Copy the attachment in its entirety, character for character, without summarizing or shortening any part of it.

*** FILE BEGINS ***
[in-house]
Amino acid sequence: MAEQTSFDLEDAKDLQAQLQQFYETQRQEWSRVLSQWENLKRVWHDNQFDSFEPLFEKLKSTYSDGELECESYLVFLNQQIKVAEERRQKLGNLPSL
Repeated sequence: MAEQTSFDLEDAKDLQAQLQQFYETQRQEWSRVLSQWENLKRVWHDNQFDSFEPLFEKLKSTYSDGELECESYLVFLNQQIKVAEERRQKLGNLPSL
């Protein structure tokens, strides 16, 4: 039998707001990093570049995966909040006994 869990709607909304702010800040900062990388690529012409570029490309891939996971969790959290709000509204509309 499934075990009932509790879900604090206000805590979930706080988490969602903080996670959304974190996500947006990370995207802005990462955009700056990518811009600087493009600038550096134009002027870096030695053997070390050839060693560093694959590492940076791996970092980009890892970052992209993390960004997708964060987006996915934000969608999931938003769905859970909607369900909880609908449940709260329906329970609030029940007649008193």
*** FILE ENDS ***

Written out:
[in-house]
Amino acid sequence: MAEQTSFDLEDAKDLQAQLQQFYETQRQEWSRVLSQWENLKRVWHDNQFDSFEPLFEKLKSTYSDGELECESYLVFLNQQIKVAEERRQKLGNLPSL
Repeated sequence: MAEQTSFDLEDAKDLQAQLQQFYETQRQEWSRVLSQWENLKRVWHDNQFDSFEPLFEKLKSTYSDGELECESYLVFLNQQIKVAEERRQKLGNLPSL
């Protein structure tokens, strides 16, 4: 039998707001990093570049995966909040006994 869990709607909304702010800040900062990388690529012409570029490309891939996971969790959290709000509204509309 499934075990009932509790879900604090206000805590979930706080988490969602903080996670959304974190996500947006990370995207802005990462955009700056990518811009600087493009600038550096134009002027870096030695053997070390050839060693560093694959590492940076791996970092980009890892970052992209993390960004997708964060987006996915934000969608999931938003769905859970909607369900909880609908449940709260329906329970609030029940007649008193």